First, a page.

Greased-up and trash-talking WWE stars clashed on Friday at the Crown Jewel extravaganza in Riyadh, which took place in the shadow of the killing of Saudi journalist Jamal Khashoggi.
Wrestling stars such as Shane McMahon, Seth Rollins and AJ Style brawled and snarled in the ring, sending a roar rippling through a soccer stadium packed with thousands of fans in Riyadh's King Saud University.
The evening offered little trace of the raging crisis over the killing of Khashoggi –– a critic of Crown Prince Mohammed bin Salman –– inside the Saudi consulate in Istanbul on October 2.
WWE superstars John Cena and Daniel Bryan stayed away from the event, but they offered no public explanation for their decision.
WWE had faced global calls to pull out of the Riyadh event following Khashoggi's murder.
WWE representatives refused to answer questions related to the controversy, referring AFP news agency to an earlier statement in which it acknowledged it was "a very difficult decision" to hold the event after the "heinous crime".
"WWE has operated in the Middle East for nearly 20 years and has developed a sizable and dedicated fan base," the statement said.
"Similar to other US-based companies who plan to continue operations in Saudi Arabia, the company has decided to uphold its contractual obligations to the General Sports Authority and stage the event."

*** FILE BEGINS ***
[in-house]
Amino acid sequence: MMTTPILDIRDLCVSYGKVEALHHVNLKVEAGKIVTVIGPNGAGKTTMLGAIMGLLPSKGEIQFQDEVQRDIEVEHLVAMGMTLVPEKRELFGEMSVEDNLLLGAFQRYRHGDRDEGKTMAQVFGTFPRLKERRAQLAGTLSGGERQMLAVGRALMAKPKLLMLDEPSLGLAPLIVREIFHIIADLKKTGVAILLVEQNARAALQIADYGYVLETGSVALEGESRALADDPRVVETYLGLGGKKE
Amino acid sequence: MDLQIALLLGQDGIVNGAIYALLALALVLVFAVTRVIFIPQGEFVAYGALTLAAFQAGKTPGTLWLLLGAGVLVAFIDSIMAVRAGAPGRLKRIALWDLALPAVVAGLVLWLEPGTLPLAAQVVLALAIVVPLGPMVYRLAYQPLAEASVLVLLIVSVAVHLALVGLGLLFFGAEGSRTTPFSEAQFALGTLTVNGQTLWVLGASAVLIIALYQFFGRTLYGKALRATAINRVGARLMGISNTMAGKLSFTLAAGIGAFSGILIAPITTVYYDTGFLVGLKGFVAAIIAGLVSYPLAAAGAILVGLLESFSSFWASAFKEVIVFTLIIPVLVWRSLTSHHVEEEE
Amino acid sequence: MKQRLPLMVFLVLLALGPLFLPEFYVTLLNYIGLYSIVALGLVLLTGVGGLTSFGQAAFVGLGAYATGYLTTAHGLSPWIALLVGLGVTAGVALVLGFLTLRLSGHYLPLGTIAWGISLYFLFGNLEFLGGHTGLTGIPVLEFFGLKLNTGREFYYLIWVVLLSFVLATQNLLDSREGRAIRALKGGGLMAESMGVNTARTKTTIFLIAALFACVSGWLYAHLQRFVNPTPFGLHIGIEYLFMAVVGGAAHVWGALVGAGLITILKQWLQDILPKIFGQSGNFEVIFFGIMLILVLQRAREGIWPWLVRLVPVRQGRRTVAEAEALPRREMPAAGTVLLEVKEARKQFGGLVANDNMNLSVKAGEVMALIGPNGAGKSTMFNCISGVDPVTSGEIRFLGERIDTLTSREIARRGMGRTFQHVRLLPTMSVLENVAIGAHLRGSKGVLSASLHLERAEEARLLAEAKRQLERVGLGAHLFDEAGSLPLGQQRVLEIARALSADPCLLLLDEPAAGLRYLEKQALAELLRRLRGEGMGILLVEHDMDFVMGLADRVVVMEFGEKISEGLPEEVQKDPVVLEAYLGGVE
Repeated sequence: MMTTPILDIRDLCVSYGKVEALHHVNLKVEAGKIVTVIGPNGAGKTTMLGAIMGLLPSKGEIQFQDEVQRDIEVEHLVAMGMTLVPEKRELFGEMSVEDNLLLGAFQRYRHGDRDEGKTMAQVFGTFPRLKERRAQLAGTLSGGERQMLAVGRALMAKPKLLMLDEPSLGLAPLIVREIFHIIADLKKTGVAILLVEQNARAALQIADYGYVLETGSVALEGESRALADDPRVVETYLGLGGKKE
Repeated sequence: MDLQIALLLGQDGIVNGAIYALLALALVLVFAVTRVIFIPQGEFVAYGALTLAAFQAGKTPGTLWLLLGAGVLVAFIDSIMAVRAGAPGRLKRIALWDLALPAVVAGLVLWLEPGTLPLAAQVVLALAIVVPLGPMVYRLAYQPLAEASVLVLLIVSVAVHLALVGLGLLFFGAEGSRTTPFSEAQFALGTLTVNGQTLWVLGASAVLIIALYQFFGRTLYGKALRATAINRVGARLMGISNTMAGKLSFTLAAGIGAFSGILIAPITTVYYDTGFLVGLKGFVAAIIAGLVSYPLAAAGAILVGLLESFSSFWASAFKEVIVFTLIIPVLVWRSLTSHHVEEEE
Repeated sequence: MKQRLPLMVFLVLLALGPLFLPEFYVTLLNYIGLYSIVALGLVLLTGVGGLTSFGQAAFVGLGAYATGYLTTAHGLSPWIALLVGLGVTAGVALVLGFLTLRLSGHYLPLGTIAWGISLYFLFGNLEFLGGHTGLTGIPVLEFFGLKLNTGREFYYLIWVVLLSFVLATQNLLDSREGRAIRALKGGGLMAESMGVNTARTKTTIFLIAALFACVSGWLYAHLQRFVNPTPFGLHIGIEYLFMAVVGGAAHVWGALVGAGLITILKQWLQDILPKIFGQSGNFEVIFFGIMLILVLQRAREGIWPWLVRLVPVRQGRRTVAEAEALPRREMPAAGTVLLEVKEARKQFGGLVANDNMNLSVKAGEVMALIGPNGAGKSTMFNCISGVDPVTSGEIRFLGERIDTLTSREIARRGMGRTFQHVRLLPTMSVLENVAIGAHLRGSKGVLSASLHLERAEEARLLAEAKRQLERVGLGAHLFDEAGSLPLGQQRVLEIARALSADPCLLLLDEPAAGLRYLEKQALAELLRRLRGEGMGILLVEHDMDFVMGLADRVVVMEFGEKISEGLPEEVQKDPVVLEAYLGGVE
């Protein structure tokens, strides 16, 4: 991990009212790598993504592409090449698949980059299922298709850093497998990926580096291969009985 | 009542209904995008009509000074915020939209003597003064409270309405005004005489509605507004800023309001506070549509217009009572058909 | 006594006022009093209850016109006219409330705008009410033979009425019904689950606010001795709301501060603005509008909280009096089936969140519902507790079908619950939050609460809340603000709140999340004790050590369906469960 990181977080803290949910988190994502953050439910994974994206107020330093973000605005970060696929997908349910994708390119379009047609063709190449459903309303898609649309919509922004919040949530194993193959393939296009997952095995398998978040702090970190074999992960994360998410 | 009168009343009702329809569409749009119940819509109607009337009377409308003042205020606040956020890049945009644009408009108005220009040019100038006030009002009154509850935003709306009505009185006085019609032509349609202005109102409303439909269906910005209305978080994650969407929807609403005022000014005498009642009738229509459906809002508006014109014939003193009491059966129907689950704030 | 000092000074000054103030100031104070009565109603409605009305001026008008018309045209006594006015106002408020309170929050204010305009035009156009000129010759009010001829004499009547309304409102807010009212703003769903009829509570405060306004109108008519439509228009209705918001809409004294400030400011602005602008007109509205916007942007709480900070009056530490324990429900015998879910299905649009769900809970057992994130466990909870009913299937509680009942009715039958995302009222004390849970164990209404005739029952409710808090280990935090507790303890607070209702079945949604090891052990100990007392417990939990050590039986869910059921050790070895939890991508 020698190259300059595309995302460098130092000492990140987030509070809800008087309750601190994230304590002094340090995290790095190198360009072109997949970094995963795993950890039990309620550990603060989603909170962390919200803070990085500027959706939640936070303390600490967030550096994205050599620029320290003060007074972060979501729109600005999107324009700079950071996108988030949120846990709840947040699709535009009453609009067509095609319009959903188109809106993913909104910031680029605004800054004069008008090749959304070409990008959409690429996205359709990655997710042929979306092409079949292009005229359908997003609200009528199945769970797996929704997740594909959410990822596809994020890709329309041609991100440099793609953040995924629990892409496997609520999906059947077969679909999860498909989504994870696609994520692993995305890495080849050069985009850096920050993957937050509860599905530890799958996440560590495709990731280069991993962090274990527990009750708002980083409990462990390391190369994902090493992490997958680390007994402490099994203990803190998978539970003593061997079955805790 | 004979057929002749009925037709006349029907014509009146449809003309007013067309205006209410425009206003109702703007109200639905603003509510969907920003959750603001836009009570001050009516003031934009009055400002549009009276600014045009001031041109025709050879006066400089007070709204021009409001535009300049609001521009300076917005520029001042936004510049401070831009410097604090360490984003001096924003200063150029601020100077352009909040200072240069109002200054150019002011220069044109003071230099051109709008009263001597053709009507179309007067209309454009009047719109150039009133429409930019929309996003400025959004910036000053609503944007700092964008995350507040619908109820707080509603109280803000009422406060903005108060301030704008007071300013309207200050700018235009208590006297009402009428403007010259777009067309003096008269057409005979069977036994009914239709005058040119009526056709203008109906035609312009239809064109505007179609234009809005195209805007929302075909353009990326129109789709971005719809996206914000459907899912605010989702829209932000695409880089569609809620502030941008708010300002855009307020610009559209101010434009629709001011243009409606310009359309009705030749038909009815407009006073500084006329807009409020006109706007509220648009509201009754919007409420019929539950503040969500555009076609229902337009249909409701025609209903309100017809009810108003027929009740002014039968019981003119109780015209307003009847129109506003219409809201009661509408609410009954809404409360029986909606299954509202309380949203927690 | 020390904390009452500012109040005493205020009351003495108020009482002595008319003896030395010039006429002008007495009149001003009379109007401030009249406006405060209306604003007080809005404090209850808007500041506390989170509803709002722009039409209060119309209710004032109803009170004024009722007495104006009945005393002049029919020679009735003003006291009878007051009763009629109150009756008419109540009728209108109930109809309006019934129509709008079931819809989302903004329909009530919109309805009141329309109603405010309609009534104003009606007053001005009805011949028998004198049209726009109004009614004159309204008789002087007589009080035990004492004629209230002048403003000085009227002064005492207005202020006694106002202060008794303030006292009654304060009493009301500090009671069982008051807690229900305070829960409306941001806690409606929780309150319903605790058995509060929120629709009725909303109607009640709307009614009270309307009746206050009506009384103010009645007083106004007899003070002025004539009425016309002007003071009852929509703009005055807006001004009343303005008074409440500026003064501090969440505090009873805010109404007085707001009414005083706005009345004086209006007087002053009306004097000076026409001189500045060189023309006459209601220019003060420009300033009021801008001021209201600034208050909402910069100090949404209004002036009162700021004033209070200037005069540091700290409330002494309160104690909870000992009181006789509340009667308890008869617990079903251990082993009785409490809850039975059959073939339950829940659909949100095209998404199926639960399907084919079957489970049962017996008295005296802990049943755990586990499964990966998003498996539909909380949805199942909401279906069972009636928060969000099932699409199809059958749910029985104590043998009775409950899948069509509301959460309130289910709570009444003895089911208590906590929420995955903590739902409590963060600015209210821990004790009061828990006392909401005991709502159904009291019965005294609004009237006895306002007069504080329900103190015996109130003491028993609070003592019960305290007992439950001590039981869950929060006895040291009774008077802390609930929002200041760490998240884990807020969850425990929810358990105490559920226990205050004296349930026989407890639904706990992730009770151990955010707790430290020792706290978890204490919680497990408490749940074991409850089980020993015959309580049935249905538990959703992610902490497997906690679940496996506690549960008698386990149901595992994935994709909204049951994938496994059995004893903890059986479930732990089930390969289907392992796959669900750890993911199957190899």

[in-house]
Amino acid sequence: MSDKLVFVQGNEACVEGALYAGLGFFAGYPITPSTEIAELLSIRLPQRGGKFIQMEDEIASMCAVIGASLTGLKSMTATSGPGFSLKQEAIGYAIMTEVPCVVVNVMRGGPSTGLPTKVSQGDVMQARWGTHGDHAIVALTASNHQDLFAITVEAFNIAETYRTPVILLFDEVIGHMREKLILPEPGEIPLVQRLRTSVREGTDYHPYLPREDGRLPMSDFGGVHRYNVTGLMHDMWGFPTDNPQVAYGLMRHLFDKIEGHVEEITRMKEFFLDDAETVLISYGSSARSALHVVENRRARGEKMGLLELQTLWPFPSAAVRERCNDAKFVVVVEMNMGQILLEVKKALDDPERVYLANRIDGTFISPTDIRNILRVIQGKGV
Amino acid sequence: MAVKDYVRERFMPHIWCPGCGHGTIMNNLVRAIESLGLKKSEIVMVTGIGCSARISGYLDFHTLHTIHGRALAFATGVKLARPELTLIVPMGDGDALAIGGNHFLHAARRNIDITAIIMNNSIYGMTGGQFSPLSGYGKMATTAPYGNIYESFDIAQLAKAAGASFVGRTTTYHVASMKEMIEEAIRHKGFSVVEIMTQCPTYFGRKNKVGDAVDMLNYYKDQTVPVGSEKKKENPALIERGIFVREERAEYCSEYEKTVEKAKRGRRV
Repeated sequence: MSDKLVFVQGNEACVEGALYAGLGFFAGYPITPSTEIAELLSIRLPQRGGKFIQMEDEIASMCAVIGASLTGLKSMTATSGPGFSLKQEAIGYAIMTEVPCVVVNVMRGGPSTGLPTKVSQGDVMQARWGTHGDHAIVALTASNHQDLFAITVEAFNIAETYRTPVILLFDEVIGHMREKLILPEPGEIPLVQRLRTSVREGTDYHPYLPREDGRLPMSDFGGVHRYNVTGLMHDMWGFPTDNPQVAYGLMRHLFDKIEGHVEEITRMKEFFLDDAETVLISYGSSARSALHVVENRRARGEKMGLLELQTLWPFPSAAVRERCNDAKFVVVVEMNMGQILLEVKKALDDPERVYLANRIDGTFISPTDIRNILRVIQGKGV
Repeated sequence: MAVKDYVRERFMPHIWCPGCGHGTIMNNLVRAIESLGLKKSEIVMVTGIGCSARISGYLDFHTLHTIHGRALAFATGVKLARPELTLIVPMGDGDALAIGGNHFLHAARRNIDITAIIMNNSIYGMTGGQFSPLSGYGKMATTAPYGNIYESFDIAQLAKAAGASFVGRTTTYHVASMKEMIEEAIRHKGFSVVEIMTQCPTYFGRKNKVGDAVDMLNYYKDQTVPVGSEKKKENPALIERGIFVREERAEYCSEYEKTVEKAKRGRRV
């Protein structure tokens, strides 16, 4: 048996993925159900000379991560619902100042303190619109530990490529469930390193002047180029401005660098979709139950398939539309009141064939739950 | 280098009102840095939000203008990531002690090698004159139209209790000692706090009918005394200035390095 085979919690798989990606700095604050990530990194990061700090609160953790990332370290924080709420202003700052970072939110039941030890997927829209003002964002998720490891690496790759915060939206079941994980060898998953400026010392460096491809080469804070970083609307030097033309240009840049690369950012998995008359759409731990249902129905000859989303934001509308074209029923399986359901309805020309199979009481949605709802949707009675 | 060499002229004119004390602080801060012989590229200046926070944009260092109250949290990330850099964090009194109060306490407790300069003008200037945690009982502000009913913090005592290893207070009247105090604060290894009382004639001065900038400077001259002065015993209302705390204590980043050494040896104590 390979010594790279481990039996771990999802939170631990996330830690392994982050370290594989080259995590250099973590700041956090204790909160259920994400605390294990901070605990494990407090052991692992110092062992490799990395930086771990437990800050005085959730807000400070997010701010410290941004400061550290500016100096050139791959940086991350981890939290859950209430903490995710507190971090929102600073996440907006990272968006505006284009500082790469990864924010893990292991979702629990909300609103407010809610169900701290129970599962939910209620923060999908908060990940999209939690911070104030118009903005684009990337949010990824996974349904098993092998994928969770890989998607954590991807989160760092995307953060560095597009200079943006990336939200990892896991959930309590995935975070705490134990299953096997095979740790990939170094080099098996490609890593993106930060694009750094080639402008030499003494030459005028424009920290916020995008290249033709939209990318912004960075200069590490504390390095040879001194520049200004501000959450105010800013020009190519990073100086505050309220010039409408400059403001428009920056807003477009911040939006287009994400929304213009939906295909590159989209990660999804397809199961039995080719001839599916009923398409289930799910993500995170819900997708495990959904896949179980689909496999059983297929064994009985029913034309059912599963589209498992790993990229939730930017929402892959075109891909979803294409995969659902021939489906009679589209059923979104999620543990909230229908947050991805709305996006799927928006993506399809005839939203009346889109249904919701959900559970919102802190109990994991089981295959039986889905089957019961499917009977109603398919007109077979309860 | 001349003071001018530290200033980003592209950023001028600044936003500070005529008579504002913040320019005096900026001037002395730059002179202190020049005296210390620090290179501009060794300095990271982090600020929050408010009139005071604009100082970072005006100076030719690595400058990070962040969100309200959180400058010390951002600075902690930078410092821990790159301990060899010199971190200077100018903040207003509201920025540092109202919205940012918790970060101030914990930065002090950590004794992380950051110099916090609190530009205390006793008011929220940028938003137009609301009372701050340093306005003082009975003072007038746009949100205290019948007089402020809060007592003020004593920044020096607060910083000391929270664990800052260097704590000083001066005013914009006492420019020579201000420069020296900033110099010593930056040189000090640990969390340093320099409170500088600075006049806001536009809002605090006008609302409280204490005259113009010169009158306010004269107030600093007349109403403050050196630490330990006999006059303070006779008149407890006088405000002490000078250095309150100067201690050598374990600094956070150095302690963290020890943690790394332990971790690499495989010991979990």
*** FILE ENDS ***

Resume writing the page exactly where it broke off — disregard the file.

'Here to be entertained'
Dozens of global CEOs and policy makers had pulled out of last month's Future Investment Initiative, an investment summit in Riyadh dubbed "Davos in the desert", in protest at the killing.
A local organiser at Friday's event shrugged off the global outrage, saying: "People are here to be entertained. You can hear it in the crowd."
It was the second WWE event held in the kingdom this year as part of a 10-year agreement with Saudi Arabia's General Sports Authority, headed by Turki al-Sheikh, who was present at the event.
The first WWE event in Saudi Arabia was held in western Jeddah city in April, at which the sports authority apologised over a promotional video that showed scantily clad female wrestlers drawing euphoric cheers from men and women alike.
Hosting the event in the ultra-conservative petro-state would have been virtually impossible before dramatic reforms by Crown Prince Mohammed, who has clipped the powers of the religious establishment and promoted entertainment including mixed-gender events.
"Two years ago, men and women could not sit next to each other at a public event without being asked: 'Is she related to you'," said a Saudi government employee who was at the event with his wife.
He refused to discuss the Khashoggi affair, echoing the assertion of several local media that it was a Western conspiracy to malign the kingdom.
The crown prince has faced growing international pressure over the murder, even as the kingdom has vehemently denied its de facto ruler was involved.
Turkey's President Recep Tayyip Erdogan on Friday said the order to murder Khashoggi came from "the highest levels" of the Saudi government, without directly pointing fingers at the prince.